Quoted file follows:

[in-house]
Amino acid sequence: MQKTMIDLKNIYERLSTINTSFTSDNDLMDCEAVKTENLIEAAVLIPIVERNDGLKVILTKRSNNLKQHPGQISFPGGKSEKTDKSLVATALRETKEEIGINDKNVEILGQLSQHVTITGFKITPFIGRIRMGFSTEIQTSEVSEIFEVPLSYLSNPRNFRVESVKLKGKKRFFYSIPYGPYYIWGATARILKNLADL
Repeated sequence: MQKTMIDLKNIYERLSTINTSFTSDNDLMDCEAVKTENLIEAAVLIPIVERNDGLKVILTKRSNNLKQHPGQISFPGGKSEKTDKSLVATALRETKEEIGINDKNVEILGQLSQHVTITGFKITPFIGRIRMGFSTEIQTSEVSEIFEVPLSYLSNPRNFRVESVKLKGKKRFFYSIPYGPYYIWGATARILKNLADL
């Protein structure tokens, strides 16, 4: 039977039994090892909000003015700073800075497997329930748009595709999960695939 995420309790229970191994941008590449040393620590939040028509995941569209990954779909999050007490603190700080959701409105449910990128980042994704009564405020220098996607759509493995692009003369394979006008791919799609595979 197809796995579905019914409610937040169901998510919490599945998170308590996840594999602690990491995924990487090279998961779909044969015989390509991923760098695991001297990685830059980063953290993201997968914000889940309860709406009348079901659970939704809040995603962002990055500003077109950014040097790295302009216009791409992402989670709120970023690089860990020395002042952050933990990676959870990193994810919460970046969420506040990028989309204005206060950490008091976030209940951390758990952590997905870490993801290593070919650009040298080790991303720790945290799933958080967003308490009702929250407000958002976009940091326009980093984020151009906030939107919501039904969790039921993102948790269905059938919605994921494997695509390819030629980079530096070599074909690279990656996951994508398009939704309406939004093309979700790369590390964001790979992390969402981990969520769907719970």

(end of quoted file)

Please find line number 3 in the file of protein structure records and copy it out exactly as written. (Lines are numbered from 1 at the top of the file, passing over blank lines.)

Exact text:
Repeated sequence: MQKTMIDLKNIYERLSTINTSFTSDNDLMDCEAVKTENLIEAAVLIPIVERNDGLKVILTKRSNNLKQHPGQISFPGGKSEKTDKSLVATALRETKEEIGINDKNVEILGQLSQHVTITGFKITPFIGRIRMGFSTEIQTSEVSEIFEVPLSYLSNPRNFRVESVKLKGKKRFFYSIPYGPYYIWGATARILKNLADL